Yesterday afternoon, as expected, Google launched its Google Music service out of beta; adding the ability to purchase music at the same time. It was one of those events where the excitement level was fairly muted since the rumors were all pretty much dead on. No big surprises, but a few smaller ones.
So let's run it down for those of you who missed it. First of all, the service is at http://music.google.com and is limited to the US for now. The storage aspect hasn't changed much since beta. It's still a cloud-based music storage service and you can still download an app that'll upload all your local music into Google's cloud, and it's still free. That was small surprise #1. During beta, Google was careful to say this cloud-storage and streaming was free "during beta" and because of this wording, many expected there to be a fee at launch. Not the case, and you can store as many as 20,000 tracks in the cloud.
You can also get apps for Android devices and stream to them, and again there is no fee. Bottom line is, if all you want to do is stream music you already own, then the service is completely free. Hard to argue with that, though I'm sure someone will find a downside to it. This is the Internet, after all.
So now let's move on to buying music. Google has signed up 3 of the major labels, with Warner Music being the holdout. They've also signed up "1000's" of Indie labels and aggregators. Google says it has 8 million tracks for sale today with another 5 million coming shortly. You can shop for music at https://market.android.com/music or, soon, from the Market app on your phone (that update is rolling out; you may already have it, but I don't, yet). All songs have a 90 second preview and are 320 kbps MP3 files. When you purchase them they shoot right into your cloud-based Google Music Library (and these tracks don't count against the 20,000 limit). You can then download them to a local machine or to a device anytime (that applies to your own music too; you can pull tracks down and store them locally on your device).
When you buy a song or an album, you can share it to Google+. Anyone based in the US that you have Circled can play that entire song or album one time. Note I said that you have Circled. People who have Circled you, but that you haven't Circled back only get a 90 second sample, as do your friends not in the US. But this was surprise #2. It's pretty cool to be able to share a full play like that.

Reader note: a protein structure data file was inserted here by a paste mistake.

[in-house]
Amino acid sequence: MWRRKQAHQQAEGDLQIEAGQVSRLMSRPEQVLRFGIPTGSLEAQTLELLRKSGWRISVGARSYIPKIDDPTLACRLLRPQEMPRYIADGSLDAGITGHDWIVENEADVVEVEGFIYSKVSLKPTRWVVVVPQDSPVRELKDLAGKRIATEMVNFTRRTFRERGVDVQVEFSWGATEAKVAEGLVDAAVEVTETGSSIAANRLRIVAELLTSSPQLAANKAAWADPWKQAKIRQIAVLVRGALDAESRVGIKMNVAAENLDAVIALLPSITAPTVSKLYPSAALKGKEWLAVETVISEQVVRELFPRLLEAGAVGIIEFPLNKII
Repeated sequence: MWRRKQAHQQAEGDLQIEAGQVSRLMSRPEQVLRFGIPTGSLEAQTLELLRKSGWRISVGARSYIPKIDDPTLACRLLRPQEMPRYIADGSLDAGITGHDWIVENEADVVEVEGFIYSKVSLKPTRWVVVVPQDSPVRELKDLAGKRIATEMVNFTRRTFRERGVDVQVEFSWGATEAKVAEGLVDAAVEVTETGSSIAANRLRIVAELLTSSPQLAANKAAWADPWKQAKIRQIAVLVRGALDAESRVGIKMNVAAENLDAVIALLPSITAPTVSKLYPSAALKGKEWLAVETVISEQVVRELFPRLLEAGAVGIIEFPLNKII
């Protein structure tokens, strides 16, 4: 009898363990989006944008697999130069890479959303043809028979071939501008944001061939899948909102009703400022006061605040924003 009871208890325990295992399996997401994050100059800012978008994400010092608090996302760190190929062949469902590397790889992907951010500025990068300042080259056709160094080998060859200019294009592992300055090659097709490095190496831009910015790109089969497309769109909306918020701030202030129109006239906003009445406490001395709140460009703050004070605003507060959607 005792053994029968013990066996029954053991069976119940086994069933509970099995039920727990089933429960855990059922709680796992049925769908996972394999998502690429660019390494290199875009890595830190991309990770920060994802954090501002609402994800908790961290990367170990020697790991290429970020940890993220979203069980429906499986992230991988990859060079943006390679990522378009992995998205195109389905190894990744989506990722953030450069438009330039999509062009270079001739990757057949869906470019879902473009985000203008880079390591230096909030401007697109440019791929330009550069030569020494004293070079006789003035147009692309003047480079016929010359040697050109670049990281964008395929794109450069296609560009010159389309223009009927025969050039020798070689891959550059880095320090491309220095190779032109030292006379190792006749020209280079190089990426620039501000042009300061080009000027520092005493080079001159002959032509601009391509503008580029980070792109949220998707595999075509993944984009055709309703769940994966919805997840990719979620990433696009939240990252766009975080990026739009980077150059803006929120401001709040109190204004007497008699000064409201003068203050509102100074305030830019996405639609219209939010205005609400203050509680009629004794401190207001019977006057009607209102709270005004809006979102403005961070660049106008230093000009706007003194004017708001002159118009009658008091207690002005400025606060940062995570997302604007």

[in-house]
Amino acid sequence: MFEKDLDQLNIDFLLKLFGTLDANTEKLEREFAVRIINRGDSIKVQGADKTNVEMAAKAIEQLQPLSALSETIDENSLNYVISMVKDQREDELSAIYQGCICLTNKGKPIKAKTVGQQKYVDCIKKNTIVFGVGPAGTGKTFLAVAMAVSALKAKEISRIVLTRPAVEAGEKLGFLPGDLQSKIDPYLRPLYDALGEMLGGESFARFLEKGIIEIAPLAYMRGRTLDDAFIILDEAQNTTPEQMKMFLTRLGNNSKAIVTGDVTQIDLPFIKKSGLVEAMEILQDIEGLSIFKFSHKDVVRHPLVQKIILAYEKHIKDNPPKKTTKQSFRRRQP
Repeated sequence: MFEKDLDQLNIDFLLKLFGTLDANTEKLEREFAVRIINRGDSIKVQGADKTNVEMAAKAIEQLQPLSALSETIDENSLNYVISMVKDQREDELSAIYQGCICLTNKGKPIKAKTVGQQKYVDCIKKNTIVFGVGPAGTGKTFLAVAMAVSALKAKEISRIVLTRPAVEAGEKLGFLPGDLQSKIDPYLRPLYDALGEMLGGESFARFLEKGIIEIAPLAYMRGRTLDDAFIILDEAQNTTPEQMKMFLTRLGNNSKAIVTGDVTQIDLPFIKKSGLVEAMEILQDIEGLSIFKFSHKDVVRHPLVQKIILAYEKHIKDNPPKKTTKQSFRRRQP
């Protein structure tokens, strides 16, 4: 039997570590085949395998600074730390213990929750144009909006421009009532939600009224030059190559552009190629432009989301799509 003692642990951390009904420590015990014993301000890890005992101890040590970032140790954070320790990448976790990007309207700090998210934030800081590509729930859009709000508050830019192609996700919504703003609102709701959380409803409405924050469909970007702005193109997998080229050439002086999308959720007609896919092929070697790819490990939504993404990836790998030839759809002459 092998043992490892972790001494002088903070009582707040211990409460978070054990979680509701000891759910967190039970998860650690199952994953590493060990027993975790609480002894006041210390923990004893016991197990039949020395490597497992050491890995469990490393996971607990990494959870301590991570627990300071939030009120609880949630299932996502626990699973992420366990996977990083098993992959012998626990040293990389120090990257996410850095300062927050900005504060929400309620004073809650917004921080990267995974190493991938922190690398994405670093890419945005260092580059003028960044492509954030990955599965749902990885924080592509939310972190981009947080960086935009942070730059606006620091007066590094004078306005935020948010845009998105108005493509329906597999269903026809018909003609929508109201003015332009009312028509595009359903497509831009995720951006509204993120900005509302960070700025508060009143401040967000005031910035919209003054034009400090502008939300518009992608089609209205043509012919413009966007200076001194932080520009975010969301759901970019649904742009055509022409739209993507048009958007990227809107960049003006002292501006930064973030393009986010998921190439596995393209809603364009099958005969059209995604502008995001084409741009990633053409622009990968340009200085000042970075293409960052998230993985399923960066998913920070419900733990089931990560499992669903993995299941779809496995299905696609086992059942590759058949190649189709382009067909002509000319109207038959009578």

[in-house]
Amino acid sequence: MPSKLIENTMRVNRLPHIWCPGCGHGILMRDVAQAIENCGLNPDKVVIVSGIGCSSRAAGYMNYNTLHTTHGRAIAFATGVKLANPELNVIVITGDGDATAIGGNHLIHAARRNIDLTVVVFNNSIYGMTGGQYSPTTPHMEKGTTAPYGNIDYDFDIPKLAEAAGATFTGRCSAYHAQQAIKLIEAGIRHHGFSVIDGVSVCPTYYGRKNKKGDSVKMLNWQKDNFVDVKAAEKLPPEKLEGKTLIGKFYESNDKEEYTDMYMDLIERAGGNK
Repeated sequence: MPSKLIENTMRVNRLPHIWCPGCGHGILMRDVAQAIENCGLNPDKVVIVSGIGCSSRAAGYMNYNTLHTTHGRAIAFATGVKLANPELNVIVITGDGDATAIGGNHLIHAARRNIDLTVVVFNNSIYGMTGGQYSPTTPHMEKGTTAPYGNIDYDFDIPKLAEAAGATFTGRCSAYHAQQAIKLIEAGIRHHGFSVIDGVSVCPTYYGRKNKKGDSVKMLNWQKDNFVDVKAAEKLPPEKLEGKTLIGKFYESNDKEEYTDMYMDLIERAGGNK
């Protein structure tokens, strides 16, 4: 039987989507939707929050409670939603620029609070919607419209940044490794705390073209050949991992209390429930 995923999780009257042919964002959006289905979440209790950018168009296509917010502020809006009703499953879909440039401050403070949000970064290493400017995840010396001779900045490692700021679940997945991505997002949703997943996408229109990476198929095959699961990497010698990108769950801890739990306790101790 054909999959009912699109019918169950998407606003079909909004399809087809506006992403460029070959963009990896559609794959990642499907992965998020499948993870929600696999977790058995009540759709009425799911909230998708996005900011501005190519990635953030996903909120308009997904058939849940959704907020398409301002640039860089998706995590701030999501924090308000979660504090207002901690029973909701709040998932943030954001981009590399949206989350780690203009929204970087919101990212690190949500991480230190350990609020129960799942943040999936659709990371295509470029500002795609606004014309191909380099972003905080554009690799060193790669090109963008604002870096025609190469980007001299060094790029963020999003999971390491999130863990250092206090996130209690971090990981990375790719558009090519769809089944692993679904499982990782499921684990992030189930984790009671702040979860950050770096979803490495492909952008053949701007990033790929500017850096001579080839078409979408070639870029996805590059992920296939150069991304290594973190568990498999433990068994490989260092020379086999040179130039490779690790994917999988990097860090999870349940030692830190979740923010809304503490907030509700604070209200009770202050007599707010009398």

Since last summer Google has been running Magnifier, a music blog that gave away free music every day. Now Google is adding a 'free song of the day' feature to the Market, too. For launch day it was David Bowie's Sound and Vision off of his 1977 album, Low. It isn't clear yet whether Magnifier will keep giving out freebies; I hope so.
To celebrate the launch there's some other free selections, too. I encourage you to get over there, sign up and explore. Worst case, you get the free tunes, download them and never log into Google Music again! There are also some other special offers that will cost you a few bucks. I snagged the live Rolling Stones album, Brussels Affair (the recording of a 1973 concert) for $4.99. Generally tracks are $0.99 to $1.29.
Last up, Google is trying to do for indie musicians what Amazon has done for independent authors: give them a place where they can get their art out in front of a big audience, and sell it at whatever price they see fit. Artists pay a 1-time $25 fee to set up their 'hub' on the Android Market. They can then upload as many tracks or albums as they like and set their own price. Google keeps 30% of the sell price, the artist gets the rest. Artists can also sell from YouTube. Google has set up a page with more details.
And that's about it. I've been using the beta of Google Music since shortly after it launched and have been generally pleased with it. I'm very excited that it'll continue to be free to store my library in the cloud. The big question over the long term is how complete their selection of music for sale will be; I've had a friend report that he's been searching for some favorite artists and coming up empty. I'm willing to cut Google some slack in the short term as they get things going, but they need to get that deal with Warner made, and then work on deepening their library over time.
I'm also finding the timing of this event very interesting, considering Amazon's Kindle Fire, which of course integrates Amazon's MP3 Cloud Drive, just launched. I've dabbled with that service too and honestly I haven't been able to decide which I prefer. When I buy music from Amazon, I download the tracks to my PC then upload them to Google Music. Now I'll also do the reverse, at least until I decide which service I want to stick with. Or maybe I'll just keep using them both.
Of course, we don't know how much Amazon will charge in Year 2 of it's service. They were giving away a year with the purchase of an album when the service launched. Let's hope they keep that up. In any event I don't expect them to follow Apple into $25/year territory.
Read more of Peter Smith's TechnoFile blog and follow the latest IT news at ITworld. Follow Peter on Twitter at @pasmith. For the latest IT news, analysis and how-tos, follow ITworld on Twitter and Facebook.